Goodnight, Irene! What a Mess!

Posted October 7th, 2011

Pay attention, folks. We are trashing the world and hurricanes and the ensuing floods are throwing it back at us. Making a wreck of our world is not like making a wreck of our childhood bedrooms—Mother Nature, unlike our own mothers, cannot pick up the garbage we strew and municipal, county, state and federal services are either unwilling or unable to take care of the mess.

I would, perhaps, remain in denial of the situation except for the fact that perfect autumn weather summoned me beyond the confines of my yard.

4 October 2011 - a perfect autumn day

The fourth of October was the kind of day I live for: azure sky with puffs of white cloud, breezes that set the bronzing foliage aquiver, temperatures cool enough to make even me grab a jacket from the hall closet. “Let’s walk,” said my Dear One, and I asked, “Where”? “Swan Harbor Farm,” he answered.

The Pavilion at Swan Harbor

A perfect choice. There was no wedding at the big house, no activity at the Senator William Amoss Agricultural Center; except for the bluebirds socializing in the cherry trees that line the long driveway and a turkey vulture drifting high above, we seemed to have this old farm on the edge of the Chesapeake Bay all to ourselves.

At Swan Harbor Farm, a couple of runoff ponds have been constructed on old cornfields adjacent to the model-plane park. Reeds and wildflowers have softened their edges; a figure-eight of walkways encircle them. From them we glimpsed the Bay, and the pavilion that lords over the fishing pier. We ambled down the slope and as we approached, I could read this sign:

— AND —
Your Boat Tax at Work

We circled the pavilion and walked toward the shore. Yellow tape barred access and a notice stated “access closed until further notice.”

Danger - Do Not Pass

We walked—illicitly and cautiously—onto the pier. The sight was sickening. The water northside of the pier was obscured by a pack of debris: driftwood, Styrofoam blocks, old tires, plastic bottles, glass bottles, softballs, and at least one flip-flop. The mass was so dense it looked like it would support my weight if I were to step onto it. Water still flows under the pier, carrying small bits away and leaving the shoreline and southerly areas relatively clean.both sides of the pier

This filth had obviously been there since Hurricanes Irene and Lee roiled the coastal waters and flushed fallen wood and trash from the banks of the Susquehanna into the Chesapeake Bay.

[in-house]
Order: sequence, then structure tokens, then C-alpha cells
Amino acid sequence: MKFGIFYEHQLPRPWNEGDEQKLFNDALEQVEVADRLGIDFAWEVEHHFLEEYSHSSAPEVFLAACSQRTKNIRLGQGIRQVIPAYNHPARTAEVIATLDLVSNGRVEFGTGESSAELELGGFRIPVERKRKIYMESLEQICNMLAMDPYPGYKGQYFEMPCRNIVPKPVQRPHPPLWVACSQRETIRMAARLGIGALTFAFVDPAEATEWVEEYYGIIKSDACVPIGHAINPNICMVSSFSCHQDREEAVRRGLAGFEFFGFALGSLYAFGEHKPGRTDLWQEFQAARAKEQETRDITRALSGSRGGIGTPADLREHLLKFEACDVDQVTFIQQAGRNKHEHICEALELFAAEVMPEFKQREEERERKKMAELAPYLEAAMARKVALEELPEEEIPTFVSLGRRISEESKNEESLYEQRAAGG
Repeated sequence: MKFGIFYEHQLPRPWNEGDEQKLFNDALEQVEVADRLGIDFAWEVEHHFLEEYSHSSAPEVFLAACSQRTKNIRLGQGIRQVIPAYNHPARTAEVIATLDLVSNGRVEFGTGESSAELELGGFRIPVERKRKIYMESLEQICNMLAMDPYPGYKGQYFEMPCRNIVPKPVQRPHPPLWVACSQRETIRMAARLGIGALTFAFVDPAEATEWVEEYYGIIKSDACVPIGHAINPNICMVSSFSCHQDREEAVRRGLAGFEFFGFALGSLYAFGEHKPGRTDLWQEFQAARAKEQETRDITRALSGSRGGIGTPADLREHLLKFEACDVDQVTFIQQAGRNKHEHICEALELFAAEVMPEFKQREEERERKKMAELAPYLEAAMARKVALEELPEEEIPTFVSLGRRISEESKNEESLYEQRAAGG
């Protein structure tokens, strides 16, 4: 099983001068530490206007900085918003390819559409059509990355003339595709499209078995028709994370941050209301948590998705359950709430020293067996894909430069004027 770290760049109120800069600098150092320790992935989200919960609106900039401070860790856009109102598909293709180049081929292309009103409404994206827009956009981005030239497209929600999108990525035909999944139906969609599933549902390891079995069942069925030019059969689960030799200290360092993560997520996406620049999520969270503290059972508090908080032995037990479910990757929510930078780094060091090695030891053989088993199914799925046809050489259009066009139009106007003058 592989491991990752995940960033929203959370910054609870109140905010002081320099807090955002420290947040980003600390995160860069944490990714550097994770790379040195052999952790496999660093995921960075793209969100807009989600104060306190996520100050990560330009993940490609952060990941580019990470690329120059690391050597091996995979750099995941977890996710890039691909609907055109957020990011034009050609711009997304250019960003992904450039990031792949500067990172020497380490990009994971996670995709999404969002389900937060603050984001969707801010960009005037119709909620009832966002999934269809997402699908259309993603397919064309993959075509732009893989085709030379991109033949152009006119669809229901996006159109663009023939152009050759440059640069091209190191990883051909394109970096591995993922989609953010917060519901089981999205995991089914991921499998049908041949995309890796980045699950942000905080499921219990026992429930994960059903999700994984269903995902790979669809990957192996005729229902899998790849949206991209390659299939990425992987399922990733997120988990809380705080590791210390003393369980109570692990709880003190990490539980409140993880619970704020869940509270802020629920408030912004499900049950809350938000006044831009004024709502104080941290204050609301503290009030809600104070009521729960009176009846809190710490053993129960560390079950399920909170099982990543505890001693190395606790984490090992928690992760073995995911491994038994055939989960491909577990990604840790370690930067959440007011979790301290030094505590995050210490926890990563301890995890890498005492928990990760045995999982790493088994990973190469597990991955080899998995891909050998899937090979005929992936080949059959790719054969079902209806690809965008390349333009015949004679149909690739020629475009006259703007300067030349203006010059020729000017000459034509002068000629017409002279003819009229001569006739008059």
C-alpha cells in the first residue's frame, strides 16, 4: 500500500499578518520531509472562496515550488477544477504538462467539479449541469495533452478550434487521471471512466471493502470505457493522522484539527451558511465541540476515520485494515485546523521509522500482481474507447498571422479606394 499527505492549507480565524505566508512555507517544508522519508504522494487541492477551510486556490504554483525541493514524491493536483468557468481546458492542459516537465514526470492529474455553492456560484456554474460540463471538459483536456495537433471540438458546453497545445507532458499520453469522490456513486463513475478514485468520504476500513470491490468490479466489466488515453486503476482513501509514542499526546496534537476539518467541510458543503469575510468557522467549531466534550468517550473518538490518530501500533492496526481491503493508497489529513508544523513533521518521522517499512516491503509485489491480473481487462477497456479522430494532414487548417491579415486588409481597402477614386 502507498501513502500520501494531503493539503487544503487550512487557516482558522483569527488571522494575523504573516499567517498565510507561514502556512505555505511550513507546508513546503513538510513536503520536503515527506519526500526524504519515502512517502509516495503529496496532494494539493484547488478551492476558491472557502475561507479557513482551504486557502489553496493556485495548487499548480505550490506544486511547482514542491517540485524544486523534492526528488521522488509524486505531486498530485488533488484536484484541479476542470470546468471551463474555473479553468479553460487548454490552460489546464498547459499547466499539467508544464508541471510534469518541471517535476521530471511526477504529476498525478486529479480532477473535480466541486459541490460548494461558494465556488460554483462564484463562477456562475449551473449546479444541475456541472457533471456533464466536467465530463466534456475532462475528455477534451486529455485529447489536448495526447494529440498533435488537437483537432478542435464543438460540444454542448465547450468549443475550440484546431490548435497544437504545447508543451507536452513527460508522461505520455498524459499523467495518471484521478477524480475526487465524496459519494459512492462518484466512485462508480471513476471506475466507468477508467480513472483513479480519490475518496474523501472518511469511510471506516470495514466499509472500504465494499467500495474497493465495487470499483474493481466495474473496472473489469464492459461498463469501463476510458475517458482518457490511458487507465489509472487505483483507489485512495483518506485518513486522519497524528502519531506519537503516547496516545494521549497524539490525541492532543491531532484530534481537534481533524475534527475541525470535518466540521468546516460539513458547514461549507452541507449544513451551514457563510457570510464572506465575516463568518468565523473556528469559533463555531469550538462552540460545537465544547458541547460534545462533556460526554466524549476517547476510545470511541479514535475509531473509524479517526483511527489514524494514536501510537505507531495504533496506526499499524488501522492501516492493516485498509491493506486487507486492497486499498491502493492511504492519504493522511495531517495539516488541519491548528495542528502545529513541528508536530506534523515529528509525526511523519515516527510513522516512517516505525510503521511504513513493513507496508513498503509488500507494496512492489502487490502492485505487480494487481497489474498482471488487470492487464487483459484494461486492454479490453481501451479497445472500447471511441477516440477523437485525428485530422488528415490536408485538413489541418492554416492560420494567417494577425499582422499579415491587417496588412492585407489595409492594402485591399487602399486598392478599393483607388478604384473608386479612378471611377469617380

dammed trash

dammed trash

The scene is shocking.

What is wrong with people? Do they think it is okay just to toss that soda can out a car window, drop a worn-out tire into a ravine, and shove the paper and plastic that wrapped fast food into storm drains? Are humans so convinced that befouling the air and land where they walk and live is a right that causes no harm and is nobody else’s business?

I am disgusted by wanton pollution of the resources that we depend on for livelihoods and for life itself. I am outraged by the arguments that we cannot “afford” to clean up and keep clean the land, the water, and the air. I am stunned by the stupidity of those who believed that protecting business profits in the short term does more good than preserving the natural world that sustains our economy in the long term.

Open your eyes and ears and noses and lungs, people. When we litter, when we dump unnecessary fertilizers and pesticides on our lawns, when we “pave Paradise and put up a parking lot,” it matters. The trash we toss on the ground today accumulates and will compromise the wellbeing of our children tomorrow. The resources we squander in search of financial gain cannot be replenished. We destroy beauty that can belong to all to erect ugliness that is the property of the few.

As for all the departments of parks and recreation, the departments of natural resources, the programs dedicated to open space and the preservation of lakes, rivers and seacoasts: you’ve got our taxes; now please pay someone to go clean up the mess.

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